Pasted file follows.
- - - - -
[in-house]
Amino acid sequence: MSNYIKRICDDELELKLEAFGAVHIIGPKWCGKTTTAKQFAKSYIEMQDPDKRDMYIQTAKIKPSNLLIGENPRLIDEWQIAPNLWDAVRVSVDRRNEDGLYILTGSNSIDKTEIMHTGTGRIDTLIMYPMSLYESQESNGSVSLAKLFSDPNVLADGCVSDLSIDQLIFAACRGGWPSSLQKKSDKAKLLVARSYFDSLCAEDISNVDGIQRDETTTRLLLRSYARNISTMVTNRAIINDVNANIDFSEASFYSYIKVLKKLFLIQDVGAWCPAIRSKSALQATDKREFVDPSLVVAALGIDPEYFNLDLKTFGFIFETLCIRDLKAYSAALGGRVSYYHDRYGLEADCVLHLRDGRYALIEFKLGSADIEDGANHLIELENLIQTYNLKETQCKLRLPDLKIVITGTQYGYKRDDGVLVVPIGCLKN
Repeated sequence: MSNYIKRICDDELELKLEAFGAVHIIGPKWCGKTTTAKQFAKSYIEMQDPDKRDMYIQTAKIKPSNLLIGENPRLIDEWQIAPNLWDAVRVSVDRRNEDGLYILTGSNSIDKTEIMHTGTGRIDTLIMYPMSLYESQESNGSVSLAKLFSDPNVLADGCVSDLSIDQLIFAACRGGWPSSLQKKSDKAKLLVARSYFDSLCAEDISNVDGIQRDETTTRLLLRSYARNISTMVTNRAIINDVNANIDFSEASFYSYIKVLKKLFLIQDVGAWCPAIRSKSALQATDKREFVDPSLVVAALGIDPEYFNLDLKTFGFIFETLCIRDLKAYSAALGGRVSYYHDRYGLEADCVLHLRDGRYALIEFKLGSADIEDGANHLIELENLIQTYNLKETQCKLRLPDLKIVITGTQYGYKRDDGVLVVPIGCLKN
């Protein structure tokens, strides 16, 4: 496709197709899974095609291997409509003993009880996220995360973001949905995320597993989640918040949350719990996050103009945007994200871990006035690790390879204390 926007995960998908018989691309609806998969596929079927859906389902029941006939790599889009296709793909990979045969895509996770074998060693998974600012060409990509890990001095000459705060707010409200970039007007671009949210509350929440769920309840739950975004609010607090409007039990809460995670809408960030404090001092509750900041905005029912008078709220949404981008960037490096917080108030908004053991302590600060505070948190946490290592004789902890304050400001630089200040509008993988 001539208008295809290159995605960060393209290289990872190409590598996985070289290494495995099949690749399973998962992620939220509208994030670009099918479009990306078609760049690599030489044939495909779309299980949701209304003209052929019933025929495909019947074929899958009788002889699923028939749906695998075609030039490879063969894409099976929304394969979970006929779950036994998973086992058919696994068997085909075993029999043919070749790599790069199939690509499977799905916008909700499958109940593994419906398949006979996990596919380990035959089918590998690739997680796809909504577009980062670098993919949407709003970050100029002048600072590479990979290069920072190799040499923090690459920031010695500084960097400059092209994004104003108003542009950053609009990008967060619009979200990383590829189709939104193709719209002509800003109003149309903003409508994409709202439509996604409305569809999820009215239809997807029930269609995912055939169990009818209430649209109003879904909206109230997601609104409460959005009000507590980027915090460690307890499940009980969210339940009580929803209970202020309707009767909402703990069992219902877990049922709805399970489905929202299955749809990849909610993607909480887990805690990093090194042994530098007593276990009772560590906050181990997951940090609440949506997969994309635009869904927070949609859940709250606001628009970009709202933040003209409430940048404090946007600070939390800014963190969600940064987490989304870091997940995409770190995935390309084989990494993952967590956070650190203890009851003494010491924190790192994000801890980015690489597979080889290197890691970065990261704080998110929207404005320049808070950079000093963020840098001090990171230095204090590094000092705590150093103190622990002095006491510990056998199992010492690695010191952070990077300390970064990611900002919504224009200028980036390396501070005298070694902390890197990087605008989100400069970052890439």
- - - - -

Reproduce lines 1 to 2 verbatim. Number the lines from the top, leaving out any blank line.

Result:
[in-house]
Amino acid sequence: MSNYIKRICDDELELKLEAFGAVHIIGPKWCGKTTTAKQFAKSYIEMQDPDKRDMYIQTAKIKPSNLLIGENPRLIDEWQIAPNLWDAVRVSVDRRNEDGLYILTGSNSIDKTEIMHTGTGRIDTLIMYPMSLYESQESNGSVSLAKLFSDPNVLADGCVSDLSIDQLIFAACRGGWPSSLQKKSDKAKLLVARSYFDSLCAEDISNVDGIQRDETTTRLLLRSYARNISTMVTNRAIINDVNANIDFSEASFYSYIKVLKKLFLIQDVGAWCPAIRSKSALQATDKREFVDPSLVVAALGIDPEYFNLDLKTFGFIFETLCIRDLKAYSAALGGRVSYYHDRYGLEADCVLHLRDGRYALIEFKLGSADIEDGANHLIELENLIQTYNLKETQCKLRLPDLKIVITGTQYGYKRDDGVLVVPIGCLKN